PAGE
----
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Farmers, Students Trained on Sustainable Aquaculture

12 October 2016

SIERRA LEONE - The School of Natural Resources Management Department of Aquaculture and Fisheries management at Njala University has conducted a training workshop on sustainable integrated aquaculture – fish cum rice and poultry production.

With support from West and Central African Council for Agricultural Research and Development (CORAF/WECARD), the three day training brought together farmers from Koinadugu, Port Loko, Kenema, Port Loko and Bo Districts; University Students fron Njala and Uviversity of Makeni; and Secondary School Pupils from Makeni City, reports SierraExpressMedia.

The training workshop was held under the implementation of the project entitled “Sustainable integrated pond-based aquaculture with rice and poultry production: Economic, social and environmental assessment”. It focuses on development of viable and sustainable integrated aquaculture systems with agriculture production (rice and poultry) for poor, rural farmers.

Farmers were given the opportunity to share their success stories, during which they say the project has earned them much profit. They named marketing facilities as their main challenge.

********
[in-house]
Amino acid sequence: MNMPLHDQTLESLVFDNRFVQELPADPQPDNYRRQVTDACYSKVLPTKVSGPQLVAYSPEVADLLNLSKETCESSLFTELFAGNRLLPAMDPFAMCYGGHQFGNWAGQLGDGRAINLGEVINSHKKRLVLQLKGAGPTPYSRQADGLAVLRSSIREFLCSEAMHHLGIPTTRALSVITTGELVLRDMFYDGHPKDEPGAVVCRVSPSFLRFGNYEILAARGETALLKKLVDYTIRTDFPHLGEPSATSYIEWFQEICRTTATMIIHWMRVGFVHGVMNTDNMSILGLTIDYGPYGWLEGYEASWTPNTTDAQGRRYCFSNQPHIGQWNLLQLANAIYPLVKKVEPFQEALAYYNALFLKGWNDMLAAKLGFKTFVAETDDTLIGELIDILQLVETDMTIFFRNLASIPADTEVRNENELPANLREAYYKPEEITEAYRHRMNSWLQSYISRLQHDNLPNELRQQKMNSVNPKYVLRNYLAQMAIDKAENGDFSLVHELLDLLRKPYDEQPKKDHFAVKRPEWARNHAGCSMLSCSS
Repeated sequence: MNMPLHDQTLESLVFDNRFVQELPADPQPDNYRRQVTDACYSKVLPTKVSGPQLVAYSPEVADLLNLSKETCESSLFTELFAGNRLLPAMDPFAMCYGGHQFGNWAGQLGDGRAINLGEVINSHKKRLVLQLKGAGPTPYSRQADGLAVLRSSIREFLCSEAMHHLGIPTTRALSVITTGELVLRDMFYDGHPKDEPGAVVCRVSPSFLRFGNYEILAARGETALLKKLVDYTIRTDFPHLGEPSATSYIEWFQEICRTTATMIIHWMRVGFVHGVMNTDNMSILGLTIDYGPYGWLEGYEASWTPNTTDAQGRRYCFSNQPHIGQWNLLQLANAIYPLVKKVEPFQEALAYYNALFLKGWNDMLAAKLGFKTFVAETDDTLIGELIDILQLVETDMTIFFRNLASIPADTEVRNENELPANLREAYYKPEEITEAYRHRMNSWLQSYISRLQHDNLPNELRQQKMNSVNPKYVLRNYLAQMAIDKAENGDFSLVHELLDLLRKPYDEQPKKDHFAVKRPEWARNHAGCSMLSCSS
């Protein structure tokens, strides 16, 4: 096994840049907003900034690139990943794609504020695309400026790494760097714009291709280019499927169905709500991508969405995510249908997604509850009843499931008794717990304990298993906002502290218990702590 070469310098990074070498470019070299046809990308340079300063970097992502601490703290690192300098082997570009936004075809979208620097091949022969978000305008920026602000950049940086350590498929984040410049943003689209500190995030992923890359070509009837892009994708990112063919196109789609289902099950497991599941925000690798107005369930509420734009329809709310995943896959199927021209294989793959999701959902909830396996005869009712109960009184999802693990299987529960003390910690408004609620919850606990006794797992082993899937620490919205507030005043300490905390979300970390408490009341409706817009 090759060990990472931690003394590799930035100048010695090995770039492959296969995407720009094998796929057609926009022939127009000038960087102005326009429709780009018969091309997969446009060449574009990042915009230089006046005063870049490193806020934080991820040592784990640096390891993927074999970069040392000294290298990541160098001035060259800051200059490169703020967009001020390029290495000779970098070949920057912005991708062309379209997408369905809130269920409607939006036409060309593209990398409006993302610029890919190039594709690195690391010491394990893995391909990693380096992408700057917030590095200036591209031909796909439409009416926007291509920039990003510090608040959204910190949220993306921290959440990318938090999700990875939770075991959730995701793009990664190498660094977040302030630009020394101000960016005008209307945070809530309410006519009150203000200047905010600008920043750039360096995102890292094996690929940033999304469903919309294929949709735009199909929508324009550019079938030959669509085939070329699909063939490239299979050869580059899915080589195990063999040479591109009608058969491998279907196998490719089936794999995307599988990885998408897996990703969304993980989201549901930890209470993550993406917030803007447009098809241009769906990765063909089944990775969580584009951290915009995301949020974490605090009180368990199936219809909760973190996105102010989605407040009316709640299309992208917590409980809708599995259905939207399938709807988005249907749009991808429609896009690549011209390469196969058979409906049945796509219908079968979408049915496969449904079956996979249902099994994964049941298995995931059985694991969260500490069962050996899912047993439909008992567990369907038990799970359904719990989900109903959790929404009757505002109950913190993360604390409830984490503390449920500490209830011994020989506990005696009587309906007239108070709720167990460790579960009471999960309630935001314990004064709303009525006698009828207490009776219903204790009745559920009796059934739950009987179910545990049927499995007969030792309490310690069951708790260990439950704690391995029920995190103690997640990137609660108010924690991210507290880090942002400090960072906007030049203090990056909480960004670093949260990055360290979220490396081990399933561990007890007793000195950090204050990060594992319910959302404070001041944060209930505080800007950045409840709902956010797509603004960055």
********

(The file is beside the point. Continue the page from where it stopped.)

The Vice Chancellor and Principal of University of Makeni (UNIMAK), Reverend Father Joe Turay, said: “We need to work together to see how we can contribute to rethink our model of development.”

He added that agriculture is the mainstay of the country’s economy because it is sustainable.

“We need to help farmers to sustain agriculture. We must also concentrate on the new breed of aquaculture to make it sustainable so them it contributes to economic development,” Farther Turay said.

Vice Chancellor and Principal of Njala University Professor Ernest Ndomahina, pointed out the need to include fisheries in school the curriculum for the benefit of the nation. He reiterated the fact that the project has brought in integrated aquaculture practices, which is benefiting farmers. Prof. Ndomahina further said although aquaculture is not part of Sierra Leoneans’ culture, it however creates other alternatives for farmers such as poultry and piggery.

“It costs less, saves labour and earns much profit," he said, and suggested that there is need to create a market and more advertisement for the products.

Jabez Amadu of World Fish – Sierra Leone said their intervention in the aquaculture sector continues to make impact in their area of operation in Tonkolili District. “We believe that agriculture and aquaculture and major engines for growth,” he said.


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